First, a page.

Schmidts I, Bottcher R, Mirkovic-Hosle M, Forstemann K . Homology directed repair is unaffected by the absence of siRNAs in Drosophila melanogaster. Nucleic Acids Res 2016; 44: 8261–8271.

    CAS  Article  Google Scholar 

  25. 25

    Beli P, Lukashchuk N, Wagner SA, Weinert BT, Olsen JV, Baskcomb L et al. Proteomic investigations reveal a role for RNA processing factor THRAP3 in the DNA damage response. Mol Cell 2012; 46: 212–225.

    CAS  Article  Google Scholar 

  26. 26

    Haag JR, Ream TS, Marasco M, Nicora CD, Norbeck AD, Pasa-Tolic L et al. In vitro transcription activities of Pol IV, Pol V, and RDR2 reveal coupling of Pol IV and RDR2 for dsRNA synthesis in plant RNA silencing. Mol Cell 2012; 48: 811–818.

    CAS  Article  Google Scholar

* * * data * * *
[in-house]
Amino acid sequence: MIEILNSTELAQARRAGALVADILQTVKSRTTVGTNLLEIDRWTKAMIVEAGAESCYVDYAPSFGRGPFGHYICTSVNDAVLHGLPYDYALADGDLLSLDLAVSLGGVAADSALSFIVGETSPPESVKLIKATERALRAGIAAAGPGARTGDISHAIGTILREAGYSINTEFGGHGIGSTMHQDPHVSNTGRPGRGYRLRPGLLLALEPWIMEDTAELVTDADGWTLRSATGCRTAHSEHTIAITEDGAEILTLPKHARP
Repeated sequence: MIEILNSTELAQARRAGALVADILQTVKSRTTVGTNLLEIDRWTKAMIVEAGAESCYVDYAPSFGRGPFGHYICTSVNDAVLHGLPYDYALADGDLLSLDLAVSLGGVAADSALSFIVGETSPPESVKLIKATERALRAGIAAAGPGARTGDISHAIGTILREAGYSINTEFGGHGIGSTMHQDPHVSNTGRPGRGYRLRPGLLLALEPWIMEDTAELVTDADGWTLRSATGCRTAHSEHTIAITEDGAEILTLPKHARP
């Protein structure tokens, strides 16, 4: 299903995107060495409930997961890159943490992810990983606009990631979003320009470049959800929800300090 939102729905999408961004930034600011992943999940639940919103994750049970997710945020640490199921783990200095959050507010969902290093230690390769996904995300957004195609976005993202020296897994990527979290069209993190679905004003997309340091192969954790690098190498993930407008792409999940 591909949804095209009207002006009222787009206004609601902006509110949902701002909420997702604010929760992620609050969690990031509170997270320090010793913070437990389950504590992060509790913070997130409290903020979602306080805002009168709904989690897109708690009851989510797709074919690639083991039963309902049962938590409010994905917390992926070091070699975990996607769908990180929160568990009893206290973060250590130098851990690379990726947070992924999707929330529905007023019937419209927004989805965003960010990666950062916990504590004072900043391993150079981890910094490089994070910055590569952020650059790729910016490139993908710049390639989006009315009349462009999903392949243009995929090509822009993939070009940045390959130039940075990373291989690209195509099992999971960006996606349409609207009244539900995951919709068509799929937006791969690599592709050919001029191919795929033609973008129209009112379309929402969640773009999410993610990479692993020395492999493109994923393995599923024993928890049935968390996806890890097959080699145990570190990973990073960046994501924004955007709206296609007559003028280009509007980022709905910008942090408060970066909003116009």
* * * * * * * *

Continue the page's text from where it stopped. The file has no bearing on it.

27. 27

    Chapman EJ, Carrington JC . Specialization and evolution of endogenous small RNA pathways. Nat Rev Genet 2007; 8: 884–896.

    CAS  Article  Google Scholar 

  28. 28

    Maida Y, Yasukawa M, Furuuchi M, Lassmann T, Possemato R, Okamoto N et al. An RNA-dependent RNA polymerase formed by TERT and the RMRP RNA. Nature 2009; 461: 230–U104.

    CAS  Article  Google Scholar 

  29. 29

    Lehmann E, Brueckner F, Cramer P . Molecular basis of RNA-dependent RNA polymerase II activity. Nature 2007; 450: 445–449.

    CAS  Article  Google Scholar 

  30. 30

    Wagner SD, Yakovchuk P, Gilman B, Ponicsan SL, Drullinger LF, Kugel JF et al. RNA polymerase II acts as an RNA-dependent RNA polymerase to extend and destabilize a non-coding RNA. EMBO J 2013; 32: 781–790.

    CAS  Article  Google Scholar 

  31. 31

    Thomas MP, Liu X, Whangbo J, McCrossan G, Sanborn KB, Basar E et al. Apoptosis triggers specific, rapid, and global mRNA decay with 3' uridylated intermediates degraded by DIS3L2. Cell Rep 2015; 11: 1079–1089.

    CAS  Article  Google Scholar 

  32. 32